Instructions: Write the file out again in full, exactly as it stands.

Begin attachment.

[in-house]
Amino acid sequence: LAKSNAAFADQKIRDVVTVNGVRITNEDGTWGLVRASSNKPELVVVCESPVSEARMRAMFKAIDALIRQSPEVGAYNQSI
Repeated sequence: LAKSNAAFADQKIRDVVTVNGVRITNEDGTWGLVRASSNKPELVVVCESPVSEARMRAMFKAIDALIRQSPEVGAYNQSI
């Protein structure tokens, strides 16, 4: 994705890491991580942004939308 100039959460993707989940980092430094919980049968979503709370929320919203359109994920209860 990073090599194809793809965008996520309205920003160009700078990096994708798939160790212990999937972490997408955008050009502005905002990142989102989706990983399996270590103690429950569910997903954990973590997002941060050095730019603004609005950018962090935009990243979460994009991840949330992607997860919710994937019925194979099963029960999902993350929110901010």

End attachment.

[in-house]
Amino acid sequence: LAKSNAAFADQKIRDVVTVNGVRITNEDGTWGLVRASSNKPELVVVCESPVSEARMRAMFKAIDALIRQSPEVGAYNQSI
Repeated sequence: LAKSNAAFADQKIRDVVTVNGVRITNEDGTWGLVRASSNKPELVVVCESPVSEARMRAMFKAIDALIRQSPEVGAYNQSI
């Protein structure tokens, strides 16, 4: 994705890491991580942004939308 100039959460993707989940980092430094919980049968979503709370929320919203359109994920209860 990073090599194809793809965008996520309205920003160009700078990096994708798939160790212990999937972490997408955008050009502005905002990142989102989706990983399996270590103690429950569910997903954990973590997002941060050095730019603004609005950018962090935009990243979460994009991840949330992607997860919710994937019925194979099963029960999902993350929110901010």